Ahead of Bakri Eid, government-agency launches campaign against animal sacrifice
The Animal Welfare Board of India (AWBI) has launched a campaign against animal sacrifice, less than a month ahead of Bakri Eid. "If anyone does animal sacrifice, that is punishable, no animal is exempted," said SP Gupta, Chairman, AWBI. In India, there's no blanket ban on animal sacrifice. But though the move is seemingly well-intentioned, some have claimed this is only a way to target Muslims.
In India, the controversial Prevention of Cruelty to Animals Rules 2017 banned the sale of cattle and camels for slaughter, including for religious purposes. But later, the clause on sacrifice was stayed by the SC, and eventually was replaced by regulations diluted by the environment ministry. If all conditions were strictly imposed, animal sacrifices would be ruled out, says Gupta.
However, there's no blanket ban. "There're criteria on how to kill animals, but no one follows." For example, under the Prevention of Cruelty to Animals Rules and food safety standards, animals must only be slaughtered at registered abattoirs, which is rarely the case in religious settings.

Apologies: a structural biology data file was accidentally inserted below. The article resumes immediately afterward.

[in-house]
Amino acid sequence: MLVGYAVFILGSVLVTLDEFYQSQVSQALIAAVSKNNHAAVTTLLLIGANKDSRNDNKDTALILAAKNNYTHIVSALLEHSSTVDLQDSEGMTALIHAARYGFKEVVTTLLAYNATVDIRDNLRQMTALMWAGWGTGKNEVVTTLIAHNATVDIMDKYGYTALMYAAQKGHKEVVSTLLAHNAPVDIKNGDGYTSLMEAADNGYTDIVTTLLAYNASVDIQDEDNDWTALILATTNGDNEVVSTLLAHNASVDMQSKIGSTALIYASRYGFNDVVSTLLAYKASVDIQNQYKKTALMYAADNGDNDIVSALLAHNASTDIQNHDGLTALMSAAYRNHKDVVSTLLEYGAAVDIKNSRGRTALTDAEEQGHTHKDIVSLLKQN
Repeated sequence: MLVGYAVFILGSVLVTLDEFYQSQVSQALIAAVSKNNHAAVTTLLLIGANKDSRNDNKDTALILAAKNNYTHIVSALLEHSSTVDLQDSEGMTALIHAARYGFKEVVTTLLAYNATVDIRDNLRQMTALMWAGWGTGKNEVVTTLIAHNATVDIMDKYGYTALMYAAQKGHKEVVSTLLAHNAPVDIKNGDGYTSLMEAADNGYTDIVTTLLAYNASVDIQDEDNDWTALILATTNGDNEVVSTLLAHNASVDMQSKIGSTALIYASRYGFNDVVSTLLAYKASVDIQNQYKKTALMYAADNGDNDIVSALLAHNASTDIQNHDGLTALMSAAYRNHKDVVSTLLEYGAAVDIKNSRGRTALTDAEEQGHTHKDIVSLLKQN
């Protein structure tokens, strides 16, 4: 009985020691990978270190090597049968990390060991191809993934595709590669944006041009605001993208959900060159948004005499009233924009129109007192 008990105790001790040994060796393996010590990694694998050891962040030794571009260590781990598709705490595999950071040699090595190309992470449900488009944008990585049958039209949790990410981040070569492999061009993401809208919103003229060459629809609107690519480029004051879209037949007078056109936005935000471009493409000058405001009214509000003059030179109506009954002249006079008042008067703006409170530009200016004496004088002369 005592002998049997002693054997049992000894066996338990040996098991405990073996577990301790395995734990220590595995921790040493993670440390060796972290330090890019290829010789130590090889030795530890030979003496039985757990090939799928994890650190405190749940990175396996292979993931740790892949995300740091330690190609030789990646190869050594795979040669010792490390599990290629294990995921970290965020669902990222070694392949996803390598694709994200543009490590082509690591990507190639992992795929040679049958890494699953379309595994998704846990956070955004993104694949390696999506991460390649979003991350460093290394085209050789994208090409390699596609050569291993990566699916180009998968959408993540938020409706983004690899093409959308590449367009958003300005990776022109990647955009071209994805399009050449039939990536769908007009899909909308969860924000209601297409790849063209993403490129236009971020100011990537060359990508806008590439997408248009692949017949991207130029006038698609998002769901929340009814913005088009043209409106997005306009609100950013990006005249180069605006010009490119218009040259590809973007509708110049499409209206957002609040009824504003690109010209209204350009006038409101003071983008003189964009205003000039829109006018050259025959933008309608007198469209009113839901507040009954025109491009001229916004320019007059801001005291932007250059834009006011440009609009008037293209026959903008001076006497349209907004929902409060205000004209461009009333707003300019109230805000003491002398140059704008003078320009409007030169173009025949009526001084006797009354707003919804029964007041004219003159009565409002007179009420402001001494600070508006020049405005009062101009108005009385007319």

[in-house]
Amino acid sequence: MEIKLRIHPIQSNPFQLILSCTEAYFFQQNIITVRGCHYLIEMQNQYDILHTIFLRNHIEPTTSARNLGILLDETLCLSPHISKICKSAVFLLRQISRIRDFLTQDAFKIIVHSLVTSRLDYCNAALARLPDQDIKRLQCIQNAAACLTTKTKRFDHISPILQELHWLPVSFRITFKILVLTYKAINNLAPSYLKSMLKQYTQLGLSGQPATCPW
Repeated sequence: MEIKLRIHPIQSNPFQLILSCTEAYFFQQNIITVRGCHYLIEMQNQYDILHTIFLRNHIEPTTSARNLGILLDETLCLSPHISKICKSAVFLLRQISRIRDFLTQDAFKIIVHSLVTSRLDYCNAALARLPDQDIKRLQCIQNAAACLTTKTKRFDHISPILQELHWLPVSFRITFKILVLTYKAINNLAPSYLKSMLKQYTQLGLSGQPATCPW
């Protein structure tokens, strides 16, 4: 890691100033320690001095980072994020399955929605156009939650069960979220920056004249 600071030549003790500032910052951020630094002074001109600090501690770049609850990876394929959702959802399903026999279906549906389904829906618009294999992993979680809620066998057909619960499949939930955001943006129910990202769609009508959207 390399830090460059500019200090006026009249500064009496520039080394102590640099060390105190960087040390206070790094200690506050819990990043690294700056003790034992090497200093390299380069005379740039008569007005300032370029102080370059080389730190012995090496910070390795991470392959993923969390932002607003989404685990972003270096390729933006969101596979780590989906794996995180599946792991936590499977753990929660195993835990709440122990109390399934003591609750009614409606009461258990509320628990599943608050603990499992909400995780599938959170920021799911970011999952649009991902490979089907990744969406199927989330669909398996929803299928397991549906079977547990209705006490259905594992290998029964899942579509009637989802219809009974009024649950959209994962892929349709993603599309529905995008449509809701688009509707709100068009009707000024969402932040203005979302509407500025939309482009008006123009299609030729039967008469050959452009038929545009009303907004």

Some have slammed the move. "The context of this campaign is that it is directed at communities that have this as part of their tradition, especially the Muslim community," said Harsh Mander, director, Centre for Equity Studies. Mohammed Abdul Faheem Qureshi, president of the All India Jamiatul Quresh Action Committee, is also critical. "They are only concerned about cattle," he said.
The AWBI has now said it will send out volunteers to watch out for and report cases of cruelty to animals. "If the state government does not act on complaints, we will act. We will file complaints with law enforcement (authorities), and...file cases in court against the authorities," Gupta said. Bakri Eid, or Eid-al-Adha (festival of sacrifice), will be celebrated this time on August 21-22.